Over the years we’ve evangelized the need to pay attention to third-party web components. These components can be content delivery networks, web analytics, ratings and reviews, tracking pixels or else anything else not developed by you or that comes from outside your firewall.
There has been an important shift in how web applications are delivered — that shift is to the browser. Previously, the browser did little more than render the instructed graphics; today, however, the browser is actually assembling the web application on the fly from a number of components delivered to it from an assortment of locations.
So how profound a shift is this? When we looked at 3,000 companies and 30,000 distinct transactions and workflows we discovered that it takes an average of 8 hosts to complete a successful transaction. This means that eight different hosts have to deliver content, and the browser has to assemble them in order for a user to make a plane reservation, buy a television or download an iPhone app. (As an aside, we will soon launch the first Gomez Performance Monitor report that provides impartial data-driven insights like this one).
The application is what the user sees, not what the developer creates. There is an entire chain of events that occurs between the application behind your firewall and the browser (what the customer sees). This is referred to as the application delivery chain (ADC). While it is important to understand the dependencies along the entire chain, you need to understand how your choice of hosts and services impacts the user.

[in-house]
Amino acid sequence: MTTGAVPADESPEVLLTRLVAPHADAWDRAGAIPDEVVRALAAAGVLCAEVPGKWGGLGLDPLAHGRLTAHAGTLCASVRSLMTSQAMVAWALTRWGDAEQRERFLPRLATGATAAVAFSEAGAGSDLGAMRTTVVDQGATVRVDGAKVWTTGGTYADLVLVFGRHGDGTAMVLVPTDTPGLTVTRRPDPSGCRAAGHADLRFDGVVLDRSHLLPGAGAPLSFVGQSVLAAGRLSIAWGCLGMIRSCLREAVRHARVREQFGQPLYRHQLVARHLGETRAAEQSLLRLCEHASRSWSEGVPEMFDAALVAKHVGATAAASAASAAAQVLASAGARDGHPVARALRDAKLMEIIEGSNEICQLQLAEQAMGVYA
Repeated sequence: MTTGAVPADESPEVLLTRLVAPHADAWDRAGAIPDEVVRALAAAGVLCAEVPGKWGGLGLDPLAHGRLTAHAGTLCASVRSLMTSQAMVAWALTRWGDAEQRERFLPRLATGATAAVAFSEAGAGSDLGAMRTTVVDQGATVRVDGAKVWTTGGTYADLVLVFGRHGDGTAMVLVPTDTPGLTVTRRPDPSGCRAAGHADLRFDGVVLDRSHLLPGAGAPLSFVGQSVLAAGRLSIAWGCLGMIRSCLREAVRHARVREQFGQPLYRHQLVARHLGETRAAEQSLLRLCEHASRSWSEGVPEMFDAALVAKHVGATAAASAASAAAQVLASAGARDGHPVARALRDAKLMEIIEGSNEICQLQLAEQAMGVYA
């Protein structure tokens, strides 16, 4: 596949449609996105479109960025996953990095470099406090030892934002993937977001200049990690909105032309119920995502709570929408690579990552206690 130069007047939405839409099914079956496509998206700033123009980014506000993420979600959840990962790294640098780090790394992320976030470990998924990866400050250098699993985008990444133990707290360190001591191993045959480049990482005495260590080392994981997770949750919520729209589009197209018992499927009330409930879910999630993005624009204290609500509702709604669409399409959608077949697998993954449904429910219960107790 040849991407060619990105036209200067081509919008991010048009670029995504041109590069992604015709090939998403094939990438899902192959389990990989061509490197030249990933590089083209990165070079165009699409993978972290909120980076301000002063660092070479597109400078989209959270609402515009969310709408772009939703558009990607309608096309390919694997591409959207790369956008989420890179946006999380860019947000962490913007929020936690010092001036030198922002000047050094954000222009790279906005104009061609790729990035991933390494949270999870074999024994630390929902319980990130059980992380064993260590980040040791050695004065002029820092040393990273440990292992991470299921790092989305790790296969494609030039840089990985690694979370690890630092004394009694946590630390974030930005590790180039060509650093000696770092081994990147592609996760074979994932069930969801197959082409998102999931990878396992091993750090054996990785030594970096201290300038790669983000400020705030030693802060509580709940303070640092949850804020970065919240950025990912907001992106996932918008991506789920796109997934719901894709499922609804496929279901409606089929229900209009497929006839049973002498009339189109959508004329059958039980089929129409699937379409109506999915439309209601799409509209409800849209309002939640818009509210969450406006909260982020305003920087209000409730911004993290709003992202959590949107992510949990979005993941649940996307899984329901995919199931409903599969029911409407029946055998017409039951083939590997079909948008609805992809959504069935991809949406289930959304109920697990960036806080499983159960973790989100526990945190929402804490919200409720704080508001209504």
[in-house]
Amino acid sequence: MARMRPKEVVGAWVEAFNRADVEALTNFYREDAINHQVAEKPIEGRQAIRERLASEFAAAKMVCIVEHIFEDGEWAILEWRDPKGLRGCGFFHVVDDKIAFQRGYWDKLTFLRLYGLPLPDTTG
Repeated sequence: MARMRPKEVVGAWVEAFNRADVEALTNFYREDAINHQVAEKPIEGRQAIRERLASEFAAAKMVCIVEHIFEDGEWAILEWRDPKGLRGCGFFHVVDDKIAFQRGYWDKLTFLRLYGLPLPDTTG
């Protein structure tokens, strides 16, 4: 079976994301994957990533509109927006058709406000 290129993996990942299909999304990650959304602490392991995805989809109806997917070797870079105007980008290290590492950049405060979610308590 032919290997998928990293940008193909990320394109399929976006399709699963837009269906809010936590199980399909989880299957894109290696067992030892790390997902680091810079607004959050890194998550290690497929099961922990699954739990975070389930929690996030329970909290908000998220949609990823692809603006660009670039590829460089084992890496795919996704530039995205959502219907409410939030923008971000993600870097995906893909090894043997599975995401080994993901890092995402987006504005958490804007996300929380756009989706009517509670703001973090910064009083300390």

This week Akamai experienced a service disruption that lasted for only a few hours, but the impact was measurable across many industries that we measure captured in the chart below.
More and more, applications will only perform when all the parts work in concert. In order to understand the health and performance of an application, it has become more critical to have broad visibility into the health of all the components that make up the application, whether they are inside the data center, delivered from a 3rd party provider, or running within the end-user’s machine, device, or browser.Managing application performance, especially of mission critical applications and their physical and virtual infrastructures, is more difficult than ever. The increasing complexity of application infrastructures is partly to blame. Processing is becoming distributed, occurring within the data center in physical, virtual, and hybrid environments; in shared 3rd party environments delivering specialized outsourced components; and on the increasingly more powerful end-user clients.
Third-party components enrich your website’s functionality to drive more traffic to your site, offer interactive experiences, increase conversion, and add new functionality when it becomes available. However, your website can be vulnerable to degraded performance or a complete shutdown if any one of these components fails.
To learn more about how to mitigate the performance risks of third-party web components, join Forrester’s Mike Gualtieri and Compuware CTO Steve Tack for a webcast on August 30 at 1:00 ET